Kenley Jansen is a baseball player who specialises as a closer. His team gives him the ball to get the final outs in a close game. It’s always a high pressure situation and requires laser sharp focus to execute with great skill.
If he is slightly off the mark, his team loses. What do you do to get the best out of yourself in such tense climatic situations – game after game?
Jansen’s secret to do well was to not be the happiest person on the field.
Happy does not create peak performance
Psychologist V H Medvec and his colleagues from the University of Cornell showed photos of the 1992 Olympic medalists to a bunch of people. The task was to just look at the photos and judge who looked the happiest.
Unsurprisingly, the ones with the biggest smiles were competitors who had just won the gold medal. But surprisingly, winners of the bronze medal were voted as being happier than those who had won the silver!
Isn’t that odd? What explains this oddity?
The bronze winners were happy because at least they had won a medal. The silver winners were unhappy because they had missed out on the gold! “If only they were one second faster.”
But is being unhappy bad? Not necessarily.
How nearly winning changes your behavior
You see, a near win makes you work harder in the future! Monica Wadhwa of Insead manipulated a mobile game to create near win experiences for players. Right when they are on the verge of winning, something bad would happen! You know what she found? Without fail, folks who experienced a near win increased their effort afterwards!
Similarly, Professor Yuan Jia at the University of Macau scoured through the data of 100,000 lottery buyers. And found that people who had missed winning the lottery by just 1 or 2 numbers would spend a lot more money buying more lottery tickets in the future!
“Almost” winning fuels your efforts more than winning! But why?
Because a near win fills you with regret!
Regret is that funny negative emotion that leaves you blaming yourself for a bad outcome. “If only you would have…”
But the pain of regret is powerful. It helps you refocus. And redouble your effort. It clears your mind and helps you take corrective action.
So how can you awaken your regret?
Dan Pink in his book “The Power of Regret” tells us about an experiment where researchers ask people to do a bunch of anagram puzzles. After the test, the people are told that they didn’t do very well.
- But half the people are told in a way that dampens their regret away: “at least you got half the answers right.”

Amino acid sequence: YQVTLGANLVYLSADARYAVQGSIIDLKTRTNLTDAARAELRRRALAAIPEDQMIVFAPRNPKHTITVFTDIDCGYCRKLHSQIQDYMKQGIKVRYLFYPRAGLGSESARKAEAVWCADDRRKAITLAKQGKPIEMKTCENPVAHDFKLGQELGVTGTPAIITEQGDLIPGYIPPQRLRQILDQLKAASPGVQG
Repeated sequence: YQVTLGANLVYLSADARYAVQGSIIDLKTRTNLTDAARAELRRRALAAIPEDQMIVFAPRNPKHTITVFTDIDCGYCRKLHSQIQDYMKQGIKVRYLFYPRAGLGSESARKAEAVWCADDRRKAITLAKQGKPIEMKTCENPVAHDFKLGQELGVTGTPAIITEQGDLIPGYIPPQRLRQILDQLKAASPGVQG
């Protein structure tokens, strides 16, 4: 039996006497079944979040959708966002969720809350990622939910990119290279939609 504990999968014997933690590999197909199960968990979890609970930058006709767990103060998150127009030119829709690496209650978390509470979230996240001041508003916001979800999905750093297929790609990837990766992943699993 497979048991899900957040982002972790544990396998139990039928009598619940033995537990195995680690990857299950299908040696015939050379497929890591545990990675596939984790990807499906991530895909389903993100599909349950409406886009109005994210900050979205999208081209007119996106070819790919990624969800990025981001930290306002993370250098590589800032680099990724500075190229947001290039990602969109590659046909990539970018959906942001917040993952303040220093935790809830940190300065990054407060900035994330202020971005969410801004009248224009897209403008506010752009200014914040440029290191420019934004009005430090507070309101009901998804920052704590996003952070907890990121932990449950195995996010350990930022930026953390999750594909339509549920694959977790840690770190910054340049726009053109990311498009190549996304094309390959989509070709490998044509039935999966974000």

- The other half were told: “if only you would have found the trick…”
In the second round, the folks who were made to feel regretful with “if only…” ended up spending more time behind the anagrams. And as a result, they solved more puzzles than the others.
If you can get into the frame of mind of “if only” – then your mind will take corrective action. And thats exactly what Jansen did.
How Kenley Jansen channelised regret
Before getting on the field, Jansen would see videos of his poor past performances. His goal was to make him angry. He wants to get his brain stuck on the feeling of “if only…”
And that’s how, in 2017, Jansen created a baseball record of having the most number of strikeouts without giving up a single walk. The previous record was 35 strikeouts. Jansen left that number behind in the dust with 51 strikeouts!
What’s the downside of channelising regret?
While regret can help you with focus and performance, it can become all consuming. It can create a feeling of obsession to fix your mistakes. Repetitive self blame affects your mind and your body. It creates stress. It leads to depression.
What you’ve got to do is reframe regret. Understand that regret is a good learning tool. Regret helps humans improve their chances of survival as they go through their past mistakes.
But the past has gone. It can’t be changed. It can only be learnt from.
- “At least” puts your mind in a state of contentment. “If only” puts your mind in a state of refocus. It makes you hungry.
- Go through your poor performances before a big challenge. Try to think what you could have done differently. Create a sense of regret. You won’t regret it.
- You don’t want to wallow in regret. You want to learn from it.